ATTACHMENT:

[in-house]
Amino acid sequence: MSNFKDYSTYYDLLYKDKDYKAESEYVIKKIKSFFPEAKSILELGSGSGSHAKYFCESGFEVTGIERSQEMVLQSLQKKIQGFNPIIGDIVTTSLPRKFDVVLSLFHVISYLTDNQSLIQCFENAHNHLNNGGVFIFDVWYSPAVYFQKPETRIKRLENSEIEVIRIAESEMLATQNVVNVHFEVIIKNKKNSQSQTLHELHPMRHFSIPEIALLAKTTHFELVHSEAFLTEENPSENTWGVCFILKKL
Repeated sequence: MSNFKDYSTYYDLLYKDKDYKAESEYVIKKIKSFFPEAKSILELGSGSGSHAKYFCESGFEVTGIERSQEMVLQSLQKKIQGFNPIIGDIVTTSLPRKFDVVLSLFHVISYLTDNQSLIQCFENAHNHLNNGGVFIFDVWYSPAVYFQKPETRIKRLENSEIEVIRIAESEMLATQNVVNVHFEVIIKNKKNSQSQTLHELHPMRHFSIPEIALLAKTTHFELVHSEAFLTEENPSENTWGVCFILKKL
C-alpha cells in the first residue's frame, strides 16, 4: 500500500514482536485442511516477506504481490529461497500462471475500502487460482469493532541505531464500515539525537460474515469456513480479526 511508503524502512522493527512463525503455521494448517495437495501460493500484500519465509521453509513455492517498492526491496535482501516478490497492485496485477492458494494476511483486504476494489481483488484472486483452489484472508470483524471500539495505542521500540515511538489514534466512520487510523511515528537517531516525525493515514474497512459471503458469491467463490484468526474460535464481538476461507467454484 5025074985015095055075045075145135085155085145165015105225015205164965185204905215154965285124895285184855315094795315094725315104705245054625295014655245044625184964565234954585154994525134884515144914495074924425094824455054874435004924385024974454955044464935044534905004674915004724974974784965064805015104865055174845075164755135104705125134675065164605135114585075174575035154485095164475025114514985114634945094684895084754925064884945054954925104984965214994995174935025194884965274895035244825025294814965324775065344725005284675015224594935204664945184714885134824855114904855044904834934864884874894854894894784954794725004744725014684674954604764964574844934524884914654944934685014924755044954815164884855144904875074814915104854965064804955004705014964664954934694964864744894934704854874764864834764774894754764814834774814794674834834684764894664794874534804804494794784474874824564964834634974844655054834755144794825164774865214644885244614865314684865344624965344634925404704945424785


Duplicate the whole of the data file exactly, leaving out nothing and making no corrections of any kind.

[in-house]
Amino acid sequence: MSNFKDYSTYYDLLYKDKDYKAESEYVIKKIKSFFPEAKSILELGSGSGSHAKYFCESGFEVTGIERSQEMVLQSLQKKIQGFNPIIGDIVTTSLPRKFDVVLSLFHVISYLTDNQSLIQCFENAHNHLNNGGVFIFDVWYSPAVYFQKPETRIKRLENSEIEVIRIAESEMLATQNVVNVHFEVIIKNKKNSQSQTLHELHPMRHFSIPEIALLAKTTHFELVHSEAFLTEENPSENTWGVCFILKKL
Repeated sequence: MSNFKDYSTYYDLLYKDKDYKAESEYVIKKIKSFFPEAKSILELGSGSGSHAKYFCESGFEVTGIERSQEMVLQSLQKKIQGFNPIIGDIVTTSLPRKFDVVLSLFHVISYLTDNQSLIQCFENAHNHLNNGGVFIFDVWYSPAVYFQKPETRIKRLENSEIEVIRIAESEMLATQNVVNVHFEVIIKNKKNSQSQTLHELHPMRHFSIPEIALLAKTTHFELVHSEAFLTEENPSENTWGVCFILKKL
C-alpha cells in the first residue's frame, strides 16, 4: 500500500514482536485442511516477506504481490529461497500462471475500502487460482469493532541505531464500515539525537460474515469456513480479526 511508503524502512522493527512463525503455521494448517495437495501460493500484500519465509521453509513455492517498492526491496535482501516478490497492485496485477492458494494476511483486504476494489481483488484472486483452489484472508470483524471500539495505542521500540515511538489514534466512520487510523511515528537517531516525525493515514474497512459471503458469491467463490484468526474460535464481538476461507467454484 5025074985015095055075045075145135085155085145165015105225015205164965185204905215154965285124895285184855315094795315094725315104705245054625295014655245044625184964565234954585154994525134884515144914495074924425094824455054874435004924385024974454955044464935044534905004674915004724974974784965064805015104865055174845075164755135104705125134675065164605135114585075174575035154485095164475025114514985114634945094684895084754925064884945054954925104984965214994995174935025194884965274895035244825025294814965324775065344725005284675015224594935204664945184714885134824855114904855044904834934864884874894854894894784954794725004744725014684674954604764964574844934524884914654944934685014924755044954815164884855144904875074814915104854965064804955004705014964664954934694964864744894934704854874764864834764774894754764814834774814794674834834684764894664794874534804804494794784474874824564964834634974844655054834755144794825164774865214644885244614865314684865344624965344634925404704945424785